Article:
Tracking and assessment
Many manufacturers have begun tracking and reviewing both pending legislation to understand the likelihood of them being enacted and the enacted legislation to understand the new requirements. Due to the unique nature of each piece of legislation, manufacturers should consider starting with the state laws that were enacted and require reporting to assess each set of requirements on an individual basis.

Cross-functional considerations
Manufacturers realize that a diverse set of knowledge and skills are required to comply with state drug price transparency reporting. Consequently, they have begun to organize cross-functional workgroups to evaluate enacted and pending legislation. Many manufacturers have found that the nuances of each piece of legislation are addressed more effectively by a cross-functional team.

Reporting methodologies
In order to comply with new state requirements, manufacturers are likely to need to develop new reporting methodologies. These methodologies should specify the type, content, frequency, and recipient(s) for each report required. In addition, the methodologies and reasonable assumptions should be tailored to each state requirement.

Pricing strategy design
Many manufacturers have also begun to analyze the impact on future business decisions and the potential need to re-evaluate pricing strategies as a result of changes in transparency and reporting requirements. For example, some manufacturers may determine that they need to adjust their pricing strategies in order to stay below statutory thresholds for reporting, while other manufacturers may determine that it's inappropriate to change their future pricing decisions in response to these external factors.

Reasonable assumptions
Finally, where legislation may not be explicit in the timing or manner of reporting, manufacturers have begun to develop reasonable assumptions that will guide their activities related to compliance with specific state legislation. As with reasonable assumptions that manufacturers have developed in response to the other government agency reporting, legal counsel will likely need to drive development of the assumptions to determine what will make sense for their business given the intent of the legislation.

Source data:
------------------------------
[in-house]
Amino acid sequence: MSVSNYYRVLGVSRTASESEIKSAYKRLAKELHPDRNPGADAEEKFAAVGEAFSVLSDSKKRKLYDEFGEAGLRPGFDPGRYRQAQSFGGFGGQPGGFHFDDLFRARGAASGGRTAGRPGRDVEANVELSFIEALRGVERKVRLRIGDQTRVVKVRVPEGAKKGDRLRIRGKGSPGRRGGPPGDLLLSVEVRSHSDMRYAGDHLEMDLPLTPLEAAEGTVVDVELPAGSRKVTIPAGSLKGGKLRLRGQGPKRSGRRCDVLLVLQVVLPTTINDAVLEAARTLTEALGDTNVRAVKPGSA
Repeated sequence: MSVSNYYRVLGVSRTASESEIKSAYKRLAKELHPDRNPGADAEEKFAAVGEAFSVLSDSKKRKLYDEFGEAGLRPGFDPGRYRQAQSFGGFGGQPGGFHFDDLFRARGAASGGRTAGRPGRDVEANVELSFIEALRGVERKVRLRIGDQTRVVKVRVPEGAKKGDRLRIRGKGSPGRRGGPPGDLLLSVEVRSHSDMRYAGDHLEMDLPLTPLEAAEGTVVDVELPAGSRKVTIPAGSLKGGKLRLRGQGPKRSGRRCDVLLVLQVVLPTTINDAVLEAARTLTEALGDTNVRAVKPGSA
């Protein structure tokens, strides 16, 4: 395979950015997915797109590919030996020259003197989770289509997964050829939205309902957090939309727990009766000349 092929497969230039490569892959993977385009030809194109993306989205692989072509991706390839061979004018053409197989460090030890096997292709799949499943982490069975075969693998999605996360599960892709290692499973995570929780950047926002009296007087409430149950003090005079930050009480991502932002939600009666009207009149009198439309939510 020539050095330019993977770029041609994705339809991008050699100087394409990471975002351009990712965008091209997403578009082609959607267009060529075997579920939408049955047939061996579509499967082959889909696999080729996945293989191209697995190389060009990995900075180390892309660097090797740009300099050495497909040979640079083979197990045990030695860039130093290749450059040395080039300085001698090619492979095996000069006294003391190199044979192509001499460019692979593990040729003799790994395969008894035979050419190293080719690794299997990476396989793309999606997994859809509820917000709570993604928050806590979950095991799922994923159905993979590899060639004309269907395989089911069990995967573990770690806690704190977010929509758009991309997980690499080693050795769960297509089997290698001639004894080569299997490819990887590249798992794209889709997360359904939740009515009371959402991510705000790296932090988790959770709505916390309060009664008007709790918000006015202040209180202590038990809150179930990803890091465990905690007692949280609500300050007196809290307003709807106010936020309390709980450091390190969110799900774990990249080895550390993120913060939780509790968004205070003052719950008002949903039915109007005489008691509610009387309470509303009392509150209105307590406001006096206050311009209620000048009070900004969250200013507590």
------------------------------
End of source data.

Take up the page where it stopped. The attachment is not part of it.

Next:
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How Deloitte Risk and Financial Advisory can help

Deloitte Risk and Financial Advisory can assist manufacturers in navigating enacted state drug price transparency requirements and in understanding the potential short- and long-term operational impact and compliance considerations through our:

  • Tailored solutions
  • Defined roles and responsibilities 
  • Operational readiness 
  • Policies and standard operating procedures
  • Ongoing support
  • Transparency Managed Risk Services

To learn more about drug price transparency, HCP transparency, and more, download the full report: State price transparency reporting: Maintain compliance and operational readiness as regulatory pressure builds.